The Bank of Canada has seen what happens when inflation goes unchecked

(Ottawa) Canadians are seeing borrowing costs soar as the Bank of Canada takes historic steps to curb soaring prices after learning costly lessons from history when central banks let inflation run wild.

Posted at 7:11 am

Nojoud Al Mallees
The Canadian Press

The Bank of Canada recently hiked its policy rate by a full percentage point – the largest single hike in more than two decades – as it seeks to cool domestic demand and lower inflation expectations.

An unusual decision for an unusual time: annual inflation hit 8.1% in June, a 39-year high after years of stable and predictable CPI in Canada.

But for most of the 20th century, price stability in Canada’s economy was not a matter of course.

TD Bank chief economist Beata Caranci pointed out that inflation may seem particularly difficult today because Canadians have been sheltered from its volatility for decades.

“We haven’t had that challenge in a while,” noted Exhausted.

A “significantly different” approach

Canada’s last experience of high inflation came in two waves in the 1970s and 1980s, notably peaking in 1981 at 12.9%.

In 1973, adverse weather conditions led to global food shortages, and an Organization of the Petroleum Exporting Countries (OPEC) oil embargo drove up energy prices. A few years later, a second energy crisis was caused by the 1979 Iranian revolution.

And even if the drivers of high inflation remain relatively similar — global circumstances that are pushing up food and energy prices — current inflation is unlikely to be as high or as persistent.

That’s because central banks’ approach has now changed significantly, explained Stephen Williamson, a professor of economics at Western University.

“One big difference is that there’s now a kind of ingrained notion that the Bank of Canada’s primary job is to control inflation,” Williamson said. That wasn’t true in the 1970s. »

For most of the 20th century, central banks had yet to develop strong and effective mandates to maintain a stable inflation gauge, Williamson continued. Instead, they tried to control inflation through the money supply.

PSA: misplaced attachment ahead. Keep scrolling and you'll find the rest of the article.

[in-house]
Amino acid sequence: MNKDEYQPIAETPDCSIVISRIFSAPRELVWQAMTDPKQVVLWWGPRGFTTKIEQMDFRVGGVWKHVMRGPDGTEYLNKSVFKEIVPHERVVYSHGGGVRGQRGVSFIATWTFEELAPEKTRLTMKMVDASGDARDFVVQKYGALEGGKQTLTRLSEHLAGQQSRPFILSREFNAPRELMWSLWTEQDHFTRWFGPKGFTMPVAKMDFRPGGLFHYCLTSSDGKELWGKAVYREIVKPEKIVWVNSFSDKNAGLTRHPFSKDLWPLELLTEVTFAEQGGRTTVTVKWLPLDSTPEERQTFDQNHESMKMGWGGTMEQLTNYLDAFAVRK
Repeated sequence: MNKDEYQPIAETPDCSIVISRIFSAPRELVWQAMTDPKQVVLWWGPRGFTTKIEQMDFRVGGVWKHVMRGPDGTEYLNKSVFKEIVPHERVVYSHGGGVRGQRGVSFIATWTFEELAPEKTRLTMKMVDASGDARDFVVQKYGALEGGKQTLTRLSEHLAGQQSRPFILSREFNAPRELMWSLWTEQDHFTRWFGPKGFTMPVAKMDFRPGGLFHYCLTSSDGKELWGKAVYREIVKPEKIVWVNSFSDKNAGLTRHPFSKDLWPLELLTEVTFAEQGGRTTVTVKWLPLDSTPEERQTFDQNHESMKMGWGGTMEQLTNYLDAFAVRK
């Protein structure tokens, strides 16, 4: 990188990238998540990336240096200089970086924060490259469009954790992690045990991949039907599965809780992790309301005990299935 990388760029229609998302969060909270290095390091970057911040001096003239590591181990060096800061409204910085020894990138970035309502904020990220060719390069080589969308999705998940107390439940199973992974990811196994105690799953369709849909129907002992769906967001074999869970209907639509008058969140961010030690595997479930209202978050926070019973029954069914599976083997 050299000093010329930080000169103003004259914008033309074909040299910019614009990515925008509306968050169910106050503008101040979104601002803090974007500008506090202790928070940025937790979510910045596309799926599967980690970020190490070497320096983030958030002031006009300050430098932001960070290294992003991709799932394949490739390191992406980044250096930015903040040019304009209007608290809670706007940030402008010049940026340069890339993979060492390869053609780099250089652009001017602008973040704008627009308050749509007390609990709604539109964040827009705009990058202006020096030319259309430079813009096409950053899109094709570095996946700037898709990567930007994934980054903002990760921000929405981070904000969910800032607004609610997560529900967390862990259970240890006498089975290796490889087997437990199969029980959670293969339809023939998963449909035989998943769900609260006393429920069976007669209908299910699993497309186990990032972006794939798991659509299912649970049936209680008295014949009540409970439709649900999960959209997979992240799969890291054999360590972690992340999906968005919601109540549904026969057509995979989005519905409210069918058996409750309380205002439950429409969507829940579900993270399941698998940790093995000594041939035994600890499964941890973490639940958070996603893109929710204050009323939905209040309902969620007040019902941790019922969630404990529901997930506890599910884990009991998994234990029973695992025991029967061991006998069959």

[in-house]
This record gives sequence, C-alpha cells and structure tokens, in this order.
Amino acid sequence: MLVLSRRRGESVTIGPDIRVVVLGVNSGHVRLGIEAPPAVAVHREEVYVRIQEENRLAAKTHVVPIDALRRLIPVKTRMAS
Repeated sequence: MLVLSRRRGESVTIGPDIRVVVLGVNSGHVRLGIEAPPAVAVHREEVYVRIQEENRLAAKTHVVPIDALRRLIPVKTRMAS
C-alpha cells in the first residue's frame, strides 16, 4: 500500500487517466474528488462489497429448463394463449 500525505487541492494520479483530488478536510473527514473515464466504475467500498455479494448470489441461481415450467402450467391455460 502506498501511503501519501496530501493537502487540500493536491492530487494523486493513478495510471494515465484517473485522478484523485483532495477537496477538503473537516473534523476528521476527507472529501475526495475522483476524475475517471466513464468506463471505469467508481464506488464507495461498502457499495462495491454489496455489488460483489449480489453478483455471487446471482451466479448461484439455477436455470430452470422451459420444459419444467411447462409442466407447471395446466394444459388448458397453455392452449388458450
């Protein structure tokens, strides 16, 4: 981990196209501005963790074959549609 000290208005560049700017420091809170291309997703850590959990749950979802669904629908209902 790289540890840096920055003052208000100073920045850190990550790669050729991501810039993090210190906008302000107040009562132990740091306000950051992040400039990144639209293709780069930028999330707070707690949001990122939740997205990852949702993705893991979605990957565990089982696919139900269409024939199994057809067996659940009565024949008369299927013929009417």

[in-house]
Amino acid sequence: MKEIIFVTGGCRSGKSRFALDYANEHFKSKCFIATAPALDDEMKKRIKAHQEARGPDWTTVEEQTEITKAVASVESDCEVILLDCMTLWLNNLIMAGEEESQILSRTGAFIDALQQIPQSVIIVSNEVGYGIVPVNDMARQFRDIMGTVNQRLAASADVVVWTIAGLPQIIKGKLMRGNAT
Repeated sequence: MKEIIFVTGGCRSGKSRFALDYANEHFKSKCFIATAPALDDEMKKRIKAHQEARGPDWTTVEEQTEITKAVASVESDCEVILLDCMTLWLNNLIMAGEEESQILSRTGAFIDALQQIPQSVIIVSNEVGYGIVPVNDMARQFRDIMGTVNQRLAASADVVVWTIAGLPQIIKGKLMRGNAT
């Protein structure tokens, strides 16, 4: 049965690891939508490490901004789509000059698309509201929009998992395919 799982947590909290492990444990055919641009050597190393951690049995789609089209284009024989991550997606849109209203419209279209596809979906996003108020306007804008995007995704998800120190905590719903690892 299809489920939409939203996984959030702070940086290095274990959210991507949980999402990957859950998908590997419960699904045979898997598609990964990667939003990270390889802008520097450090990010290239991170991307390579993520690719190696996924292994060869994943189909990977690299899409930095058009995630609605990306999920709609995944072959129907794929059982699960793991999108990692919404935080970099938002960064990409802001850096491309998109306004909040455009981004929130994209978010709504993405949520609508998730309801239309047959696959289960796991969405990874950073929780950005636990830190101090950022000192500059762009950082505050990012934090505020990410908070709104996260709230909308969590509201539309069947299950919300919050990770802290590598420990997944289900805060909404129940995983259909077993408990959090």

Economists at the time believed that inflation could be managed by controlling the amount of money circulating in the economy. However, central banks have found this tactic unsuccessful.

Mme Caranci explained that if the Bank of Canada has been slow to intervene this time around, it was partly because central banks have always been reluctant to stifle economic growth by raising interest rates.

TD Bank economist James Orlando wrote an analysis in April comparing today’s high inflation to that of the 1970s and late 1980s.

“Inflation expectations were revised upwards, leading to even higher inflation in subsequent years,” Orlando said.

Interest rates eventually reached 21% in the 1980s.

Several differences in the game from one era to another

In 1982, the Bank of Canada announced that it would no longer target the money supply and instead focus on interest rates.

Canada’s turbulent experience of high inflation also prompted the Bank of Canada’s mandate to maintain a target for rising prices. In 1991, the Bank of Canada and the Secretary of the Treasury agreed on an inflation control framework to guide monetary policy.

“We believe the Bank of Canada has learned a lesson from history,” Orlando wrote in his comparison of inflation over the two eras.

This time, Canada’s central bank is still under fire for taking too long to start raising interest rates. By comparison, however, the Bank of Canada has acted faster and more forcefully than in the past.

“Today we hear a different discourse from the central bank, according to which there is a will to sacrifice growth and even increase the unemployment rate,” emphasized Exhausted.

In its recent interest rate announcement on July 13, the central bank sent a clear message: it is not afraid to act aggressively to curb rising inflation.

At the same time, economists like David MacDonald of the Canadian Center for Policy Alternatives use history to warn that raising rates too quickly could trigger a recession, as happened in the 1980s.

However Mme Caranci said there were significant differences between the two periods, including a different composition of the economy and the existence of safeguards such as mortgage stress tests.

“The difficulty with making comparisons between periods, especially when you go that far back in history, is that there are multiple differences at play,” explained Exhausted.

In May, Toni Gravelle, deputy governor of the Bank of Canada, gave a speech stressing why comparisons between stagflation in the 1970s and the current inflationary environment are “unfair”. In particular, he mentioned strong economic growth, a tight labor market and historically low unemployment.

Most importantly, Mr Gravelle pointed out that today’s Bank of Canada has the policy tools it needs to control inflation.

“Since the 1990s, the Bank of Canada and other central banks have had success targeting inflation,” he said. In Canada, inflation has been relatively stable and close to 2% for almost 30 years. And we are determined to get it back on track with rate hikes and clear communication. »

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